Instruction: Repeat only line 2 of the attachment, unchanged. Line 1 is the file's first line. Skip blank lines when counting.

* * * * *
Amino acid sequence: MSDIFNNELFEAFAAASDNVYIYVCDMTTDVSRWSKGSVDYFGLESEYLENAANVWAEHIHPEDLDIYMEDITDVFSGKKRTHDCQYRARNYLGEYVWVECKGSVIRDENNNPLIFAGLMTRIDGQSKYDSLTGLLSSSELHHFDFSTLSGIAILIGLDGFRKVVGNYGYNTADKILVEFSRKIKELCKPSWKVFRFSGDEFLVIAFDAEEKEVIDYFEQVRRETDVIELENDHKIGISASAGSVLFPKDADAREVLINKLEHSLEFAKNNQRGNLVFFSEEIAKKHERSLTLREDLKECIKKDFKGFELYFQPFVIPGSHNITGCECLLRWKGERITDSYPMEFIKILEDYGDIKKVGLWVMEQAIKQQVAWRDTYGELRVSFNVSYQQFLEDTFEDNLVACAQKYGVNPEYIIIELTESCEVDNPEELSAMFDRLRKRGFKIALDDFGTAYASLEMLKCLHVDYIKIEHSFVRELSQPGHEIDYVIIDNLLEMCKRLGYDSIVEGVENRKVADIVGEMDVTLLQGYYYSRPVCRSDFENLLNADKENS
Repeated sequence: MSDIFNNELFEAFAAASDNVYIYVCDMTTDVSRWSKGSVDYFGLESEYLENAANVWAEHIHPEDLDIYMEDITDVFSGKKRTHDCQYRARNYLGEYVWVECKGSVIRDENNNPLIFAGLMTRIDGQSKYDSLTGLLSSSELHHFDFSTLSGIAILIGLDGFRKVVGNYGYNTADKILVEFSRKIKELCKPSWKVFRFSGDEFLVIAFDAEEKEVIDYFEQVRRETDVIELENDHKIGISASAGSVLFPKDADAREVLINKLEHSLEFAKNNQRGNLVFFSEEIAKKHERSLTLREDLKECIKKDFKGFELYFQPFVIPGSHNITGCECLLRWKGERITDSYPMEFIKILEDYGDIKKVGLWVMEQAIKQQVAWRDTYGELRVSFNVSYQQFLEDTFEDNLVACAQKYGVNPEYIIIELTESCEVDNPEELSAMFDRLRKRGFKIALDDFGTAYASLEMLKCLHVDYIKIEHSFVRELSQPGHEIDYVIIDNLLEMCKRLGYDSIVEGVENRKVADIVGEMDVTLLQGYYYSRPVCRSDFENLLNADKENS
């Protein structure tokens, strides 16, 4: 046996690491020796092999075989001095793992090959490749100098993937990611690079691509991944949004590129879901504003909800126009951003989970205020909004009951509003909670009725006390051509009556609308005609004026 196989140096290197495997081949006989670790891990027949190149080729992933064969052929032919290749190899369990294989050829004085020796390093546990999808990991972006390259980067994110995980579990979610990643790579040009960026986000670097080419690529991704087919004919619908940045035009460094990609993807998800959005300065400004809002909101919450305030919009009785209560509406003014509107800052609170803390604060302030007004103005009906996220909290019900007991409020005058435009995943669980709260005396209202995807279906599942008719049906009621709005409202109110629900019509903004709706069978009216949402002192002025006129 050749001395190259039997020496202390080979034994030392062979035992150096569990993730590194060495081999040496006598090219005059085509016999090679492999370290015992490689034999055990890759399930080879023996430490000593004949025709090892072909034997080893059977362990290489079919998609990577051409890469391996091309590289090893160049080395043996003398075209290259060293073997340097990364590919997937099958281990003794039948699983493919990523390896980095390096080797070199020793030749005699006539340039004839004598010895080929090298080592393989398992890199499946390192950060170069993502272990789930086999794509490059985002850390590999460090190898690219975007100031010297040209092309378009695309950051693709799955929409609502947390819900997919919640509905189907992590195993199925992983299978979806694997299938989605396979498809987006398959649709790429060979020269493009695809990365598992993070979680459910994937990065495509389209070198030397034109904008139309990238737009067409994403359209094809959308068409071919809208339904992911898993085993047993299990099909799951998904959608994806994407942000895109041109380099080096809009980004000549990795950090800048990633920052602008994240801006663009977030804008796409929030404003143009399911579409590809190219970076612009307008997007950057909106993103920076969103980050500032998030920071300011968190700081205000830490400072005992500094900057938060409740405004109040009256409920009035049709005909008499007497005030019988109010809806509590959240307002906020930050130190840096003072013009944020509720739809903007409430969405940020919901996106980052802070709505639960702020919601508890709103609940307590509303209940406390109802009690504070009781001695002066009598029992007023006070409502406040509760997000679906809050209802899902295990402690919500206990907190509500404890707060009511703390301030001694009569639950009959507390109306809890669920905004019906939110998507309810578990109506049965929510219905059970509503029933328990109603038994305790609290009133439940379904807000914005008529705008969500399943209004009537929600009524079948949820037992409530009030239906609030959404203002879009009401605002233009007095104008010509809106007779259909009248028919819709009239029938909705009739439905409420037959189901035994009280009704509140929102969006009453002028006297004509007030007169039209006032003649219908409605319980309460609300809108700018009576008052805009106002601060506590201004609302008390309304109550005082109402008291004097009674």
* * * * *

Repeated sequence: MSDIFNNELFEAFAAASDNVYIYVCDMTTDVSRWSKGSVDYFGLESEYLENAANVWAEHIHPEDLDIYMEDITDVFSGKKRTHDCQYRARNYLGEYVWVECKGSVIRDENNNPLIFAGLMTRIDGQSKYDSLTGLLSSSELHHFDFSTLSGIAILIGLDGFRKVVGNYGYNTADKILVEFSRKIKELCKPSWKVFRFSGDEFLVIAFDAEEKEVIDYFEQVRRETDVIELENDHKIGISASAGSVLFPKDADAREVLINKLEHSLEFAKNNQRGNLVFFSEEIAKKHERSLTLREDLKECIKKDFKGFELYFQPFVIPGSHNITGCECLLRWKGERITDSYPMEFIKILEDYGDIKKVGLWVMEQAIKQQVAWRDTYGELRVSFNVSYQQFLEDTFEDNLVACAQKYGVNPEYIIIELTESCEVDNPEELSAMFDRLRKRGFKIALDDFGTAYASLEMLKCLHVDYIKIEHSFVRELSQPGHEIDYVIIDNLLEMCKRLGYDSIVEGVENRKVADIVGEMDVTLLQGYYYSRPVCRSDFENLLNADKENS